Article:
Quantifying eosinophil cationic protein with ImmunoCAP ECP results in proper evaluation of asthma patients

ImmunoCAP ECP measures the level of Eosinophil Cationic Protein (ECP) in serum. Eosinophils are the cells chiefly responsible for producing the inflammation associated with asthma. When eosinophils in the airway are activated, they undergo degranulation causing airway epithelial damage. This can lead to chronic inflammatory disease of the airway.

Asthmatic patients with eosinophilic inflammation have elevated levels of ECP in serum and other body fluids such as bronchial alveolar fluid and (induced) sputum. A high level of serum ECP indicates inflammation, which is a risk factor for asthmatic patients.

Asthma therapy consists of suppressing chronic and persistent airway inflammation. Measuring ECP in a serum sample is an objective and direct way of estimating the severity of the airway inflammation and following the course of the disease.

ECP serum measurements can be used:

  • For monitoring inflammation in asthma
  • For guiding corticosteroid treatment in asthma
  • To find non-compliant patients

Expected test values

Normal adult values show a geometric mean of 5.5 µg/l and a 95th percentile of 13.3 µg/l. Values over 15 µg/l should be considered elevated. However, patients should be their own control during treatment follow-up. 

Specimen collection and preparation

Parameters such as blood collection tube, coagulation time and temperature must be kept within specified limits since they affect the concentration of released ECP in serum samples. The clotting represents the first incubation in the assay in which the ECP measured is to be reproducibly released from the eosinophils which have been activated by the inflammation.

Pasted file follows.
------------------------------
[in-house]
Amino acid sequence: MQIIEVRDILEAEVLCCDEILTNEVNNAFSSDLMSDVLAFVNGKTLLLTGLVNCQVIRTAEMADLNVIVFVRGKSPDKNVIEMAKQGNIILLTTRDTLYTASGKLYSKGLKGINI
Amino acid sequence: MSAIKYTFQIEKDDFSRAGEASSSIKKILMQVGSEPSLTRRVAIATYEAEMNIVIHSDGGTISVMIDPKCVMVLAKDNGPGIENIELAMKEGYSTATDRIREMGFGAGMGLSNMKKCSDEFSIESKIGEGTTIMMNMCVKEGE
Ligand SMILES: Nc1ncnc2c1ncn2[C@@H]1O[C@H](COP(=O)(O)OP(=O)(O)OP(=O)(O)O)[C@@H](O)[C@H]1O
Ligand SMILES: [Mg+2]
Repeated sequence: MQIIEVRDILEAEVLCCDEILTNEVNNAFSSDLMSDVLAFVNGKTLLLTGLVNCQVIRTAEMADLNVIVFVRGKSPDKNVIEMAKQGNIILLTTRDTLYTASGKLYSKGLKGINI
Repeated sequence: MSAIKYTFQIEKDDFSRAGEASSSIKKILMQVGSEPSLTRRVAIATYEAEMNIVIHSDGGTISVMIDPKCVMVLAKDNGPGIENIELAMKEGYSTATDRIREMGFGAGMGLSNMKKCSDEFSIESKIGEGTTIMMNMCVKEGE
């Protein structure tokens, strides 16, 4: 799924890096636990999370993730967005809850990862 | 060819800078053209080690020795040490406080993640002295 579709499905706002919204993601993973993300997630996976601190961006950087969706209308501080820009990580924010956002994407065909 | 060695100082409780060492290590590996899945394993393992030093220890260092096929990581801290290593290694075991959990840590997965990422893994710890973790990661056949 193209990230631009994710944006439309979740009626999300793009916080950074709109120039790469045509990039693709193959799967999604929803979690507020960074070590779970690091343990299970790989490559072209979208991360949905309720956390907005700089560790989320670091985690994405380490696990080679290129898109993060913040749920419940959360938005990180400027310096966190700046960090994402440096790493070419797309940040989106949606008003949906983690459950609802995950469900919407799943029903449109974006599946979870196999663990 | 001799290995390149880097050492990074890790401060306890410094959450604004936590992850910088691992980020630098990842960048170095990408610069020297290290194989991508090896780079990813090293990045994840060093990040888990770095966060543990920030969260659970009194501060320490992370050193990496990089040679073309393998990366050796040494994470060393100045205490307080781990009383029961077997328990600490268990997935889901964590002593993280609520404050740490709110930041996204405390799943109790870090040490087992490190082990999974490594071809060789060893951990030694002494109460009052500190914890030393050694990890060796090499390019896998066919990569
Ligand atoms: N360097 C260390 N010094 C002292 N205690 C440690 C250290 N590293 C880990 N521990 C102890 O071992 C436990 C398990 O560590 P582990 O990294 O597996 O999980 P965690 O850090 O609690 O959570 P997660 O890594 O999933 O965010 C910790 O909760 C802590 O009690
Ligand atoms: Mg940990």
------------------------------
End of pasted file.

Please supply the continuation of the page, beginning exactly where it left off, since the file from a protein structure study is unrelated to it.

1. Collect blood by venipuncture using Terumo Venosafe Serum-Gel tubes. It is important that the tube is completely filled. Contact Phadia AB if a serum collection tube other than Venosafe is to be used.
  2. After collection, gently invert the tube several times. Do not shake or vortex the tube.
  3. Release ECP by clotting for 60 to 120 minutes at room temperature 20-24 °C. The temperature must not vary more than ±1 °C between samplings to give comparable results.
  4. Centrifuge at 1000–1300xg for 10 minutes at room temperature.
  5. Decant serum into a new tube.
  6. Serum samples may be kept at room temperature for shipping purposes. Otherwise store at 2-8 °C if assayed within five days after collection or at –20 °C if assayed later.

Note!  Plasma and haemolysed serum can not be used.

Test principle

The technology is based on an extremely high total binding capacity, achieved through a high binding capacity per mg cellulose in combination with an optimal amount of cellulose in each solid phase. This ensures binding of all relevant antibodies, regardless of antibody affinity, still giving low non-specific binding.

The ImmunoCAP solid phase consists of a cellulose derivative enclosed in a capsule. The hydrophilic, highly branched polymer provides an ideal microenvironment for allergens, binding them irreversibly while maintaining their native structure.

The test is designed as a sandwich immunoassay. 

Anti ECP, covalently coupled to the solid phase, reacts with the ECP in the patient serum sample.
After washing, enzyme-labelled antibodies against ECP are added to form a complex.
After incubation, unbound enzyme-anti-ECP is washed away, and the bound complex is then incubated with a developing agent.
After stopping the reaction, the fluorescence of the eluate is measured. The fluorescence is directly proportional to the concentration of ECP in the serum sample.

Important note

As in all diagnostic testing, a definitive clinical diagnosis should not be based solely on the results of a single test method. A diagnosis should be made by the physician after evaluation of all clinical and laboratory findings.